Amec Foster Wheeler and Petrofac join a growing list of London-listed oil and gas support services companies planning to cut jobs in response to the tumble in oil prices.
April 28 (Reuters) - Amec Foster Wheeler Plc and Petrofac Ltd on Tuesday joined a growing list of London-listed oil and gas support services companies planning to cut jobs in response to the tumble in oil prices.
Benchmark Brent crude oil prices have nearly halved in the first quarter, prompting large production and exploration firms to slash their spending budgets by an average 10-15 percent and renegotiate contracts with the service providers.
Amec, which employs 40,000 people, said it was in consultation with 149 Aberdeen-based employees and that about 64 roles could potentially be affected. The company's clients include Royal Dutch Shell Plc and Exxon Mobil Corp .
Petrofac was in talks to cut around 100 offshore jobs and up to 100 more onshore could be affected, a company spokesman said. The company, which employs 20,000 people, did not specify the location of the job cuts.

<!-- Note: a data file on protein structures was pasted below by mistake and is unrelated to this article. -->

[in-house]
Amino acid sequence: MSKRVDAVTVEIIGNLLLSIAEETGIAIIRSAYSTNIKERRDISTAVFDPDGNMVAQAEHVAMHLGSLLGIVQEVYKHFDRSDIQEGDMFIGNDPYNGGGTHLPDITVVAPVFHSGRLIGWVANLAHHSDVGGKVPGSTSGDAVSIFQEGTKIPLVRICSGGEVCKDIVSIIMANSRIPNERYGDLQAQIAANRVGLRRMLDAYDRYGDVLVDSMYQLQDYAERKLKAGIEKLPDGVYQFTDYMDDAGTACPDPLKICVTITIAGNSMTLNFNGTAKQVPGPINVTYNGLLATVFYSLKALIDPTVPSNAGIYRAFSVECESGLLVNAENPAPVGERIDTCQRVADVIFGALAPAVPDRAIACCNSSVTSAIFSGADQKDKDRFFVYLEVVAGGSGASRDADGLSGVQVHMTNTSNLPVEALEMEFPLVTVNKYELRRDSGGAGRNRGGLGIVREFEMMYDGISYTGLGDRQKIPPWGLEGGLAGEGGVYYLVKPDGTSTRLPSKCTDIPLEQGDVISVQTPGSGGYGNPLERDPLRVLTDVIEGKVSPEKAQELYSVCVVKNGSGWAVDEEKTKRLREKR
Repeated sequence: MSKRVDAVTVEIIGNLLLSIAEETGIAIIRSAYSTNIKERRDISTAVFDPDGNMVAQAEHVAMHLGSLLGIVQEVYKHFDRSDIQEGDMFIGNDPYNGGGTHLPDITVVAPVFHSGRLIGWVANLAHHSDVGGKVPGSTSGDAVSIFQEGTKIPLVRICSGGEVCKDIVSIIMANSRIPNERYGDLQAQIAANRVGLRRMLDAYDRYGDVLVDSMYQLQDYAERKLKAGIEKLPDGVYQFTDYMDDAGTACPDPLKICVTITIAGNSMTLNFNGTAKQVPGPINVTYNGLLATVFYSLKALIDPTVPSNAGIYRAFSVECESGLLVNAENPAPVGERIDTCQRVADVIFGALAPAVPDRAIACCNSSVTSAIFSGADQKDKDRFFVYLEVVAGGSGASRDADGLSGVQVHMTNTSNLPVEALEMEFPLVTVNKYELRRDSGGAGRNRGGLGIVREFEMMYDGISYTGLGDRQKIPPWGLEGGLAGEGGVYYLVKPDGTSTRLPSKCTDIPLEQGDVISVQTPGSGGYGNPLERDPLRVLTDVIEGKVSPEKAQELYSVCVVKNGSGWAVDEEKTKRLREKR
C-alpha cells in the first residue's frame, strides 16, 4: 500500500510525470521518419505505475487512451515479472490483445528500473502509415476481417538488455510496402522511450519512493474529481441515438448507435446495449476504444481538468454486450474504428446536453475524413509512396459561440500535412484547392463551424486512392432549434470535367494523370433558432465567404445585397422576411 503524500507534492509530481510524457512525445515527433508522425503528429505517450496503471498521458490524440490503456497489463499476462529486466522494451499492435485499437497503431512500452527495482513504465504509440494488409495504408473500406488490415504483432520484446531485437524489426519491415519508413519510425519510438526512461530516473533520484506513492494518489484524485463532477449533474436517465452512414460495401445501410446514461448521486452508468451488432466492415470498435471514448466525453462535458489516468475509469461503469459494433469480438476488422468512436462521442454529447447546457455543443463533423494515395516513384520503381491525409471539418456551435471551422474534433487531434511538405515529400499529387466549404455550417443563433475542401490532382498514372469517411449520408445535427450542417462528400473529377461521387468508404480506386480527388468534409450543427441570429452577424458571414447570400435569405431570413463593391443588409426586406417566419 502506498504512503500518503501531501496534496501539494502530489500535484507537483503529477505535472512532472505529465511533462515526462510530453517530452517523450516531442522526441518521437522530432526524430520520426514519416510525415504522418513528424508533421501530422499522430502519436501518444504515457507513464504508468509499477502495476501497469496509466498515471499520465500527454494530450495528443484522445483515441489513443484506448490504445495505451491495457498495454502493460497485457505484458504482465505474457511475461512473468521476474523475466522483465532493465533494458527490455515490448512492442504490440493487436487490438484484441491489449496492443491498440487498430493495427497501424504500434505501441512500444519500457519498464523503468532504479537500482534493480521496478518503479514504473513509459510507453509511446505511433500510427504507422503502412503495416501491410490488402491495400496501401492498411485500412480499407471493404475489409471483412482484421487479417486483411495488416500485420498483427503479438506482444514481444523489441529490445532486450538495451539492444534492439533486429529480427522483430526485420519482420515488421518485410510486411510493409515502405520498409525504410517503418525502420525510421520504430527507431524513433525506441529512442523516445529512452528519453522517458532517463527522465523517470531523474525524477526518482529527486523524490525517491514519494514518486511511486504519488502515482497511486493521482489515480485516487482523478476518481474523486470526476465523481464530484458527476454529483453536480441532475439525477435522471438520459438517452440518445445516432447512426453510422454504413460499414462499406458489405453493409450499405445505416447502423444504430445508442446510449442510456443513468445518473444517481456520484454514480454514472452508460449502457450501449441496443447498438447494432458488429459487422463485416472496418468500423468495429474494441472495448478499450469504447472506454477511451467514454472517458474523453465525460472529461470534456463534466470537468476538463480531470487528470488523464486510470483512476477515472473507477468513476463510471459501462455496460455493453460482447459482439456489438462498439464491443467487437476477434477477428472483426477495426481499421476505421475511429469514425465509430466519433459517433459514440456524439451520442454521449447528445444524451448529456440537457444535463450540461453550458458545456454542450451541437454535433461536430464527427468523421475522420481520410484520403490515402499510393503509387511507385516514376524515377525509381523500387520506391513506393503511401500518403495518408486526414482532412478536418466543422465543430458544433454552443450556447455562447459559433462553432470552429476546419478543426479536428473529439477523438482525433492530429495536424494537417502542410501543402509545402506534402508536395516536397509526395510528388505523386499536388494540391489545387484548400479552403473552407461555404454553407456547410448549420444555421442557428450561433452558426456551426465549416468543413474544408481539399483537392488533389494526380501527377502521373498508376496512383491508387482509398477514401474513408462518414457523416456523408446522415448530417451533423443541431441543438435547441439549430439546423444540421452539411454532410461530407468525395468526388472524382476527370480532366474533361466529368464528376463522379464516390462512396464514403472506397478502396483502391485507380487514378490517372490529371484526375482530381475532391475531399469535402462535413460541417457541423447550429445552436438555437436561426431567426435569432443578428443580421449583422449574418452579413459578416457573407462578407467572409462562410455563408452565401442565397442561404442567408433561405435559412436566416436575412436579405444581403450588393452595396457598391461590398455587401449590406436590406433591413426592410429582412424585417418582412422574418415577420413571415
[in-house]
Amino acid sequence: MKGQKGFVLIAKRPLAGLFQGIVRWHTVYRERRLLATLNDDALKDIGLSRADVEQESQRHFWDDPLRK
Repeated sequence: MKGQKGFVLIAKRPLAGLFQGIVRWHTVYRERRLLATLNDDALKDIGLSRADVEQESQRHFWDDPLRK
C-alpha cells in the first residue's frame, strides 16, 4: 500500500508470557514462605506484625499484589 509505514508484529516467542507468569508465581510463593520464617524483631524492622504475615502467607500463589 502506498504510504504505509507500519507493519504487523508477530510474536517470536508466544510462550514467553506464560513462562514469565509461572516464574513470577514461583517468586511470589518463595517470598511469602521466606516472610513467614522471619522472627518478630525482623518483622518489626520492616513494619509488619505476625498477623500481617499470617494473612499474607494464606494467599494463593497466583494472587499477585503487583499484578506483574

A day earlier, smaller peer John Wood Group Plc, the Aberdeen-based company whose customers include BP Plc, said it was in consultation with 380 PSN unit employees, or about a fifth of its onshore UK workforce for the unit, and that 80 jobs could be lost.
Britain's North Sea is one of the most expensive exploration areas in the world and has seen oil majors cut hundreds of jobs. The region employs over 400,000 people.
To help the battered industry, Britain announced last month a series of oil tax cuts and the creation of an investment allowance to revive oil production that has fallen to the lowest level since fields started pumping fossil fuels in the mid-1970s.
Companies with exposure to the United States have also been hit and have taken a number of initiatives, ranging from wage freezes to restructuring.
Weir Group Plc, a maker of valves and pumps, and Hunting Plc, which provides well maintenance equipment, have over the past year announced a number of measures.
Weir said in February that it would let go of around 650 people, or about 22 percent of its North American workforce in its oil and gas division and also said it would consolidate five smaller manufacturing facilities to save cash.
Hunting has slashed about 20 percent jobs since the beginning of the year.
(Editing by Sriraj Kalluvila)
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